In Praise of Phases


When I was sixteen, my voice teacher predicted I would become a Jack of all trades. It wasn’t a compliment: We were in the midst of a fight, squaring off across the shiny black battlefield of her baby grand piano. She wanted me to concentrate only on singing. But I couldn’t imagine abandoning subjects like math, from which I derived a kind of type-2 satisfaction, or quitting ski racing—the locus of my teenage social life.

That latitude—that lack of focus—would be my downfall, she warned. And her prophecy seemed to come true as I grew up and flitted from hobby to hobby, career to career.

In college, I fell in love with philosophy, then geology. After graduation, I moved to a mountain town where I spent winters in ski boots and summers sweating under a backpack or dangling from a climbing rope. In graduate school, I dedicated much of my free time to trail running and even completed an ultra-marathon. For a while, I became obsessed with trying to bake perfectly round baguettes with perfectly scored “ears.” I grew and canned food like the apocalypse was nigh. And for several years, I fronted a raucous country band.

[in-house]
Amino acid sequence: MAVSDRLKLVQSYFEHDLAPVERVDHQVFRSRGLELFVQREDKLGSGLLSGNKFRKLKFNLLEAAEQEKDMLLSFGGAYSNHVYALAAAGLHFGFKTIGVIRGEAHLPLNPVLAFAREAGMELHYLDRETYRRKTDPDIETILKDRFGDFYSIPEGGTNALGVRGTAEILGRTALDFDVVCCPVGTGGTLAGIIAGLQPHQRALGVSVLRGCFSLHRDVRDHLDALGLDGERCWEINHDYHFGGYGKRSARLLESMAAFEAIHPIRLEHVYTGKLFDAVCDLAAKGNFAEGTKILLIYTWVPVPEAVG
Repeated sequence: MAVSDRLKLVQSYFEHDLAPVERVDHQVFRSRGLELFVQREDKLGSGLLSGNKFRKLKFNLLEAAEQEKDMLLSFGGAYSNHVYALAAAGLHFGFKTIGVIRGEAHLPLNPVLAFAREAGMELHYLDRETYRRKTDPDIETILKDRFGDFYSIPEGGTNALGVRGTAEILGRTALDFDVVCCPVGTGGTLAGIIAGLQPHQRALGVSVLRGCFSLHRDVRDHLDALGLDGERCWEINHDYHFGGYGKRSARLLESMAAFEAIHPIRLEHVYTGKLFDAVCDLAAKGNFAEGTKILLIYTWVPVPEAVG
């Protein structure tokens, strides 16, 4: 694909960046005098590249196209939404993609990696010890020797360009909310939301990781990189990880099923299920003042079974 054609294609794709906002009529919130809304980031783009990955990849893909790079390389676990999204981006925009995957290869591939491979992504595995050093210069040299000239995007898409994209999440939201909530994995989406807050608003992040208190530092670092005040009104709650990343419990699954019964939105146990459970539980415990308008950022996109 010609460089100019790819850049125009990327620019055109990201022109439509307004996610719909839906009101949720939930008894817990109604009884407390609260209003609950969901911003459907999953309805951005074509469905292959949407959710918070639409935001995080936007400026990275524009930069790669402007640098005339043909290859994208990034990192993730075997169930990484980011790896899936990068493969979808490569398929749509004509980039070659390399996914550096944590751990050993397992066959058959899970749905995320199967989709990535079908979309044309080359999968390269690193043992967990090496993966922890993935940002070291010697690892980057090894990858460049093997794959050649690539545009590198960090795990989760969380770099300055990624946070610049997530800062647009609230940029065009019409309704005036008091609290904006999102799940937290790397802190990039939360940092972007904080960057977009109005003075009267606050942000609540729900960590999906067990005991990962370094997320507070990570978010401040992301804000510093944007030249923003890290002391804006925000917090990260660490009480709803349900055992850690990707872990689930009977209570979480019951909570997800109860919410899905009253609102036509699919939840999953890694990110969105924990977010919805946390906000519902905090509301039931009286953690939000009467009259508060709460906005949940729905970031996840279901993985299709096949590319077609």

On the outside, it looked like I had a long list of skills and accomplishments. But to me, this all felt like mounting evidence of my promiscuous mind and weak willpower. I was hardly exceptional at any of these pursuits, and I hopscotched between them like a distracted child. I wasn’t serious; I was just “going through a phase.”

Read the full essay at The Last Word on Nothing.

(Credit: Flickr user Spirit-Fire under Creative Commons license)